3BackgroundExperimental Sounding Rocket Association, Intercollegiate Rocket Engineering CompetitionFailure to reach predicted apogee for 3 competitionsIn the 2011 competition, the payload window/door detached from the rocket during flight and was recovered approximately feet from the launch site (the main rocket body was recovered 1.5 miles down range)ESRA CompetitionFailure to come close to predicted apogeeFocus on excessive dragDoor found near launch site, due to excessive internal pressure
4Failure ModeFailure analysis examined thrust, weight and drag to explain the apogee short fallWeight was measured on a scaleThrust was established by static firingsExcessive drag due to an open cavity was only realistic causeWhy did the door come off?The door was not affected by any bending load, which was carried primarily by the longeronsSkin friction drag was also not a possible explanationVenting analysis showed significant door differential pressure around burnoutThe door came off because inadequate venting caused excessive internal pressureFailure mode sketch from RST memo, failure theory from RST memoPut in failure criterion equation from RST memo
6Venting SimulationBLOWDOWN.xls: A 4th order Runge-Kutta method that numerically integrates to obtain pressure inside a cavity as a function of vent hole sizeTrapped air expands isentropically, and very quicklyNo time for heat transfer from cavity to the airInputs: trajectory altitude, velocity, orifice coefficients (incompressible and sonic throat), and external pressure coefficient at the vent exit as a function of Mach numberSubsonic orifice coefficient developed from a Busemann ApproximationDifferential pressure is external pressure subtracted from cavity pressureExternal pressure determined by trajectory dataBLOWDOWN code on RST websiteSingle vent hole, single cavity, isentropic cavity expansion, 4th order runge kutta integrationGenerates maximum diff pressure as f (vent hole size)Venting word doc that describes the code (pull out key bullets)Delta p calculation?
7Venting BehaviorExternal: as the air comes around the body it won’t stay at atm, speeds up slows down.
9Testing Apparatus Material: Cardboard Mailer Tube Length: 4 ft. Two Doors12 in. x 5.19 in.11.88 in. x 4.25 in.Plastic end caps to seal it shutLabeled photo from paper.Close ups of the enclosures and gauges.
10Apparatus continued…Presta valve attached to the mailer tube and a bike pump was used to pressurize the articleThe gauge on the bicycle pump was used to measure the pressureAfter an attempt to pressurize the tube it became apparent that air was escapingEscaping through the spiral seamsSlow pressurization contributedNext logical step was to seal the seamsPlumber’s caulk applied on main tube and doors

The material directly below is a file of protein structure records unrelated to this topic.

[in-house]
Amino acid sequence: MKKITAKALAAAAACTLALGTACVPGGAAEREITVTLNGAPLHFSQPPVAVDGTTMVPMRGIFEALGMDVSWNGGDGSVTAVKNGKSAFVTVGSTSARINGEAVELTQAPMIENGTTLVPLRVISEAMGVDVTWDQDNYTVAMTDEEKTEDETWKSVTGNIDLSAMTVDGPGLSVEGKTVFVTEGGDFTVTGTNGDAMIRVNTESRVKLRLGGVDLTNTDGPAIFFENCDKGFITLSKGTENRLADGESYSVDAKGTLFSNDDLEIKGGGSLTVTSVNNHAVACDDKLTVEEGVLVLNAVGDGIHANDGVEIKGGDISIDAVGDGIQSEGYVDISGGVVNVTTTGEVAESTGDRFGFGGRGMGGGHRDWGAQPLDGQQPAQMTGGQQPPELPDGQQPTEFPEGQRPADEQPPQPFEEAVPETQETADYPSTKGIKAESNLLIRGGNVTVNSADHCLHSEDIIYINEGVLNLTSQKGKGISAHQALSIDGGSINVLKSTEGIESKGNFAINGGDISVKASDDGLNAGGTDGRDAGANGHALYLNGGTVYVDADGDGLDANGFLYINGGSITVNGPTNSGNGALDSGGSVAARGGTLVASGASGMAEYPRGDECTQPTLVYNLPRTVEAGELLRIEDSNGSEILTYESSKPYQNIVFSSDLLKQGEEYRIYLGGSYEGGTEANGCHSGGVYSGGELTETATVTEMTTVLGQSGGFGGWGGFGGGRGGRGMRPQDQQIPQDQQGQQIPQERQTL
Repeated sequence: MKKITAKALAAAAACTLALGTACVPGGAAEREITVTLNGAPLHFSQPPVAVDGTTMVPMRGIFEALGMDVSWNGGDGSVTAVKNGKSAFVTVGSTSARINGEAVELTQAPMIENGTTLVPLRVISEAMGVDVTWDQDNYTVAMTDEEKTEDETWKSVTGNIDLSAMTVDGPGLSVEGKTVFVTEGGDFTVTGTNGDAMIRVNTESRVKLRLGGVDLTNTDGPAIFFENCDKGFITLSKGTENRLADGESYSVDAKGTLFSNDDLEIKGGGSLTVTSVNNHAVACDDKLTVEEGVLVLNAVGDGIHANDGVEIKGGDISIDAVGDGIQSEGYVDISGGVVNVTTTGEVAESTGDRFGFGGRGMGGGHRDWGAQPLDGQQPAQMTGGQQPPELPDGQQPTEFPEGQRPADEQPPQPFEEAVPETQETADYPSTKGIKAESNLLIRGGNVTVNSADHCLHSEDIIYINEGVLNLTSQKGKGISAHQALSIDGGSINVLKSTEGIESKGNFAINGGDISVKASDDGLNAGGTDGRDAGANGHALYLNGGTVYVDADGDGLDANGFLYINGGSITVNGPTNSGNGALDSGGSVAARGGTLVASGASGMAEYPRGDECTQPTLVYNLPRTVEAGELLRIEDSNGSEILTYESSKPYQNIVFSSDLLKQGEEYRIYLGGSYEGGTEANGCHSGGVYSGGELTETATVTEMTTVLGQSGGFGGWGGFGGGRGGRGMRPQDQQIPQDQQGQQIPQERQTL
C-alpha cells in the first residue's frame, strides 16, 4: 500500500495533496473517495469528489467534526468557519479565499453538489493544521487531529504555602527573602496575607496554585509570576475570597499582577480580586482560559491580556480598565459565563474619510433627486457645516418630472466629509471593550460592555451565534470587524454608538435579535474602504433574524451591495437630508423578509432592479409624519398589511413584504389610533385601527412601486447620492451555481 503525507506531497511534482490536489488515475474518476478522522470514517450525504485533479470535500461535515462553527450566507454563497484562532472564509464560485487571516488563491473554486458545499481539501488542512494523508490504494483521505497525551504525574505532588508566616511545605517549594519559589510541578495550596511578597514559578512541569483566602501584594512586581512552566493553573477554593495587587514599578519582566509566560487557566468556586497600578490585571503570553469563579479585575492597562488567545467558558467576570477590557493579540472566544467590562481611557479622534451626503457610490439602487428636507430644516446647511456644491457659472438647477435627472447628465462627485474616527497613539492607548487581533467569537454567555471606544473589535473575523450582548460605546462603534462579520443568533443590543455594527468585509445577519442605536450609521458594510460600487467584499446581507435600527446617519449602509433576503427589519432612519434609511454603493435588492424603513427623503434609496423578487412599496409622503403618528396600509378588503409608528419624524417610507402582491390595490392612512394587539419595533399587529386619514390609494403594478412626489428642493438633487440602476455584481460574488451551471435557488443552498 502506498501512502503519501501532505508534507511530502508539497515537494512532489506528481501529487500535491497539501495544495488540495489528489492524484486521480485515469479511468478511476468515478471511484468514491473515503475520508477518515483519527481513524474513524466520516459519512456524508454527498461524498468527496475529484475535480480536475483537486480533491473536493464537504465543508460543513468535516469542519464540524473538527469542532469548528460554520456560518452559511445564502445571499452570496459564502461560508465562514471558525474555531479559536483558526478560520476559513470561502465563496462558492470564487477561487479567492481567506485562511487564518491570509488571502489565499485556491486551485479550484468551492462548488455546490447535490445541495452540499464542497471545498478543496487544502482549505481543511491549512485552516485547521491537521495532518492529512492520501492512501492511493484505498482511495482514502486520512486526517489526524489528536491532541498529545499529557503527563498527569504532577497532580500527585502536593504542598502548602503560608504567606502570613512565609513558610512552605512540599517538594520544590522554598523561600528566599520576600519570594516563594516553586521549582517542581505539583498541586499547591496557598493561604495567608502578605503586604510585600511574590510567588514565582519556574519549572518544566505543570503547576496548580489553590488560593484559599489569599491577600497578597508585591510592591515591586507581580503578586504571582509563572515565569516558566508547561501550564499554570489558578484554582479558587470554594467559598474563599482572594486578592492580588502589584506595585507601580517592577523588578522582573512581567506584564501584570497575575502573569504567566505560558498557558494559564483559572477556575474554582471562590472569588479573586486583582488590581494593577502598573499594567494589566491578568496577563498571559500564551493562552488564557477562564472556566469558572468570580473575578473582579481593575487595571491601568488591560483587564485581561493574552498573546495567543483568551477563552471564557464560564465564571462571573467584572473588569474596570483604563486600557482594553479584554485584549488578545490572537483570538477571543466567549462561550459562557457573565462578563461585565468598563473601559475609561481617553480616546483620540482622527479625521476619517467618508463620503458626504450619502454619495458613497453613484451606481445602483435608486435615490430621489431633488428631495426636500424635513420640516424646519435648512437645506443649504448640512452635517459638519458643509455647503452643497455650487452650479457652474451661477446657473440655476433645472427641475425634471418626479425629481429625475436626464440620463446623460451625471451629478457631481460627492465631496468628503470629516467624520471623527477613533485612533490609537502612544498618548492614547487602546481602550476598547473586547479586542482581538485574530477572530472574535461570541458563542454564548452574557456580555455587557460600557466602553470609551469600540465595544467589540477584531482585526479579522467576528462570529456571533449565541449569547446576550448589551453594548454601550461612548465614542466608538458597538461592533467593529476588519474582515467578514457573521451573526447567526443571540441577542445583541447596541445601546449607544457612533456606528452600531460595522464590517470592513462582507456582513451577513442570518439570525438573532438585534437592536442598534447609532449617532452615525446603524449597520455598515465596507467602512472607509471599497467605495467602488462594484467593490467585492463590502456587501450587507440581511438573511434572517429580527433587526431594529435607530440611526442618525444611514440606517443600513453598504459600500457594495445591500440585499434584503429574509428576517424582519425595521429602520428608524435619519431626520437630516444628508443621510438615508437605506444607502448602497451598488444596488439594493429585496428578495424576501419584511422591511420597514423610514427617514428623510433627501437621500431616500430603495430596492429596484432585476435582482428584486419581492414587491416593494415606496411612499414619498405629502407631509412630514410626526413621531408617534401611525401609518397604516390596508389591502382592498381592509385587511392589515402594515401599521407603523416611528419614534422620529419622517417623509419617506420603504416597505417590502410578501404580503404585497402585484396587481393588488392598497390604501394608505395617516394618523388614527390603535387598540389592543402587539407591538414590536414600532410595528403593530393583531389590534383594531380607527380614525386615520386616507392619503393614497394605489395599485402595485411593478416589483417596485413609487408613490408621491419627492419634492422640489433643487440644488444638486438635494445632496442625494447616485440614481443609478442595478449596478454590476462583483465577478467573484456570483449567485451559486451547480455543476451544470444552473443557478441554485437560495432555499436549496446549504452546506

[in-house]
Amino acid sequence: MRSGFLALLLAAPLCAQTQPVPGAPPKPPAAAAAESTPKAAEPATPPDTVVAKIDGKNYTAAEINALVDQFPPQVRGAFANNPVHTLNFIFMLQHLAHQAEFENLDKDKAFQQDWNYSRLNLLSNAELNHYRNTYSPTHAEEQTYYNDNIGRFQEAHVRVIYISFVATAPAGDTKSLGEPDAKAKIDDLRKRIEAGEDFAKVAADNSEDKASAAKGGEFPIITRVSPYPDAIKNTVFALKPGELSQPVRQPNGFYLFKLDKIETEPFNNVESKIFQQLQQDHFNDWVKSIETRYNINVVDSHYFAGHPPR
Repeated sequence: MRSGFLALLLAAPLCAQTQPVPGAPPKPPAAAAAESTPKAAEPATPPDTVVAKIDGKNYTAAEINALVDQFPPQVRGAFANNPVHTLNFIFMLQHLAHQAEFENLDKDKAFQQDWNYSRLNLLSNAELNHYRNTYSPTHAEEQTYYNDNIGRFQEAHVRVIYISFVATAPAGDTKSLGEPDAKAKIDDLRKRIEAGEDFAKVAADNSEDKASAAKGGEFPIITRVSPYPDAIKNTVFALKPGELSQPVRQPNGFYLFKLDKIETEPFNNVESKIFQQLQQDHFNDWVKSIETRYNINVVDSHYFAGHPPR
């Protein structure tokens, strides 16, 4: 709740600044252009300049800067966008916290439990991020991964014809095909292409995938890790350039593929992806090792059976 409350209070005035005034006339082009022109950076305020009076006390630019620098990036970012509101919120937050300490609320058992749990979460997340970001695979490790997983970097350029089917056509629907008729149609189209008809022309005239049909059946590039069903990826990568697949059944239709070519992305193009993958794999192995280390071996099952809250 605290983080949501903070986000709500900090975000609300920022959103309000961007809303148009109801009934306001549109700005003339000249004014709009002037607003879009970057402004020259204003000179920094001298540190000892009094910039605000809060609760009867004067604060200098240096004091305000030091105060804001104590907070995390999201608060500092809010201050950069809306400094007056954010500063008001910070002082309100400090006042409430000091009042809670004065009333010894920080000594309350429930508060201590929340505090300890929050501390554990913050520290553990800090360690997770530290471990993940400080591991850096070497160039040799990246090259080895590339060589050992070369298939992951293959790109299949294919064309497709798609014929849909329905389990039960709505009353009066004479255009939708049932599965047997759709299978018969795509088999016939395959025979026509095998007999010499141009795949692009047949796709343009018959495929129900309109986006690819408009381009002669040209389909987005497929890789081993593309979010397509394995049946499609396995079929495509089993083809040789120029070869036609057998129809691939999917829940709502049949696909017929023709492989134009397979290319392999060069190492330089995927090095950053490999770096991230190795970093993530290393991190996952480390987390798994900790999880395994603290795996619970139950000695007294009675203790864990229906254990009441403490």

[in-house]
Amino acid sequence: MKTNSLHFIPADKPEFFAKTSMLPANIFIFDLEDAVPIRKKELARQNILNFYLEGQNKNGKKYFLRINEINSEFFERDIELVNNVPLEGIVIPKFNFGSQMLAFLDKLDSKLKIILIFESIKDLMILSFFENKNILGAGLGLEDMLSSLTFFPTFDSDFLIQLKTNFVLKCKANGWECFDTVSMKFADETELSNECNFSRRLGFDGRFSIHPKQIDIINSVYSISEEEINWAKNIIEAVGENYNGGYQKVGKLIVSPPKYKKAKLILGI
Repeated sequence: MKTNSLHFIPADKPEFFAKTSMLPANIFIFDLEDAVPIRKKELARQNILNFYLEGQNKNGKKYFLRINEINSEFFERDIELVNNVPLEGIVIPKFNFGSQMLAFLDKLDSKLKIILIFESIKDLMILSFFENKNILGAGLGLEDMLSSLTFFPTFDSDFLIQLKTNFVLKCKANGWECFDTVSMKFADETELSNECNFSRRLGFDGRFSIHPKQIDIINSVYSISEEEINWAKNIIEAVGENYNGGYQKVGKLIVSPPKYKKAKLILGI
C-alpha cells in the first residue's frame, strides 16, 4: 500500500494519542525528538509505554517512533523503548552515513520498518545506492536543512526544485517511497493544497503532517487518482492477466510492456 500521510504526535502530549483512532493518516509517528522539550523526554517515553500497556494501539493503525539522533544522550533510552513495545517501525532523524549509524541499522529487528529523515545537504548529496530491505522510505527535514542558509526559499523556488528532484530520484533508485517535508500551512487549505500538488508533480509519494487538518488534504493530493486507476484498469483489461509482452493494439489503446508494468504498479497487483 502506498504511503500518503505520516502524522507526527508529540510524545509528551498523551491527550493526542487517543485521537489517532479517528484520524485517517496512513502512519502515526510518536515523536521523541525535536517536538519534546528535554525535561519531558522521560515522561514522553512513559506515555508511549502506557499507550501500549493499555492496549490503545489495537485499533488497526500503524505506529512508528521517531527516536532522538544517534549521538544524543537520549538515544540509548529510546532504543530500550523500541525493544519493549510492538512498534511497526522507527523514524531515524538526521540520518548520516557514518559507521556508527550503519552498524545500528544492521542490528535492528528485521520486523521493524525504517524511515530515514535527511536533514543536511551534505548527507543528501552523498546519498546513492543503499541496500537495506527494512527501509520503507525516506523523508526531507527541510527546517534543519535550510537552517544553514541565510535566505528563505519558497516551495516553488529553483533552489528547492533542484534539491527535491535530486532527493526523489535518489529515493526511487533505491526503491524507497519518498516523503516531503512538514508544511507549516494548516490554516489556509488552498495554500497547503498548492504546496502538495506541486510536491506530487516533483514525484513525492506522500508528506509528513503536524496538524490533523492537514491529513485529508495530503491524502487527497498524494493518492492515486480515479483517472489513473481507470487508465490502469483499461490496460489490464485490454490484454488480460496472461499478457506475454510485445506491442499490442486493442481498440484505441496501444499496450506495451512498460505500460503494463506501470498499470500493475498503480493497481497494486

11Apparatus continued… Bike pump gauge Gauge on the bike pump supplied inconclusive results.Not accurate enough to measure small pressureSphygmomanometer gaugeUsed to measure blood pressure in mm of HgMeasures very small pressures with much better accuracy (±2 mm of Hg)Top ViewTop DoorSphygmomanometerPresta ValveBottom View
12Sphygmomanometer Pressure Gauge Apparatus continued…In preparation for performing the actual experiment:Lithium grease applied to the edges of the doorsDoors were attached using aluminum tape applied in a 3 layer schematicMailer Tube (sealed)Aluminum TapeSphygmomanometer Pressure GaugeBicycle TirePresta Valve
13Experimental Procedures Checked for leaks in the apparatus by submerging it in water without adding any pressure.Applied pressure to the apparatus until the weaker of the two doors failed.Recorded pressure when the weaker door began to fail.Explain the actual experment: checking the apparatus in the water, adding puressure, and recoreding the shygonmeter.
14Taped door peel strength .3 lb/in Test DataWeakest doorArea 50.47in Sq.Periphery inResultsFailure at 10 mmHg ≈ 0.2 psiAt this point the pressure could no longer be increased.We found that a peel load of about 0.3 lb/in is the most that taped-on doors can hold. It is recommended that a peel load of 0.2 lb/in be used to size the venting holes.Taped door peel strength .3 lb/in
15SummaryConclusionCalculation with BLOWDOWN.xls estimated the maximum differential pressure during flight to be approximately 0.65 psi. The experimental results are consistent with flight experience.RecommendationsFor doors/windows, that are not intended to separate in flight (i.e. payload sensor windows), taping all the way around the rocket. The tape will experience a tensile load, not shearing.For doors that must be separated in flight (i.e. hatches over parachutes), select compartment vent size that ensures tape shearing load will be less than 0.2 lb/in.AcknowledgmentsThank you Mr. Charles Hoult, Dr. Janet Hoult, and Vanessa GonzalezRec-do a careful design on the doors with lots of periphery and less door area (circular door) detlap~l/adoor; instead of taping just at edge, tape around the entire rocket;design vent hole size using blowdown to get the deltap underneath the criterion;Talk to you in july on how well this worked.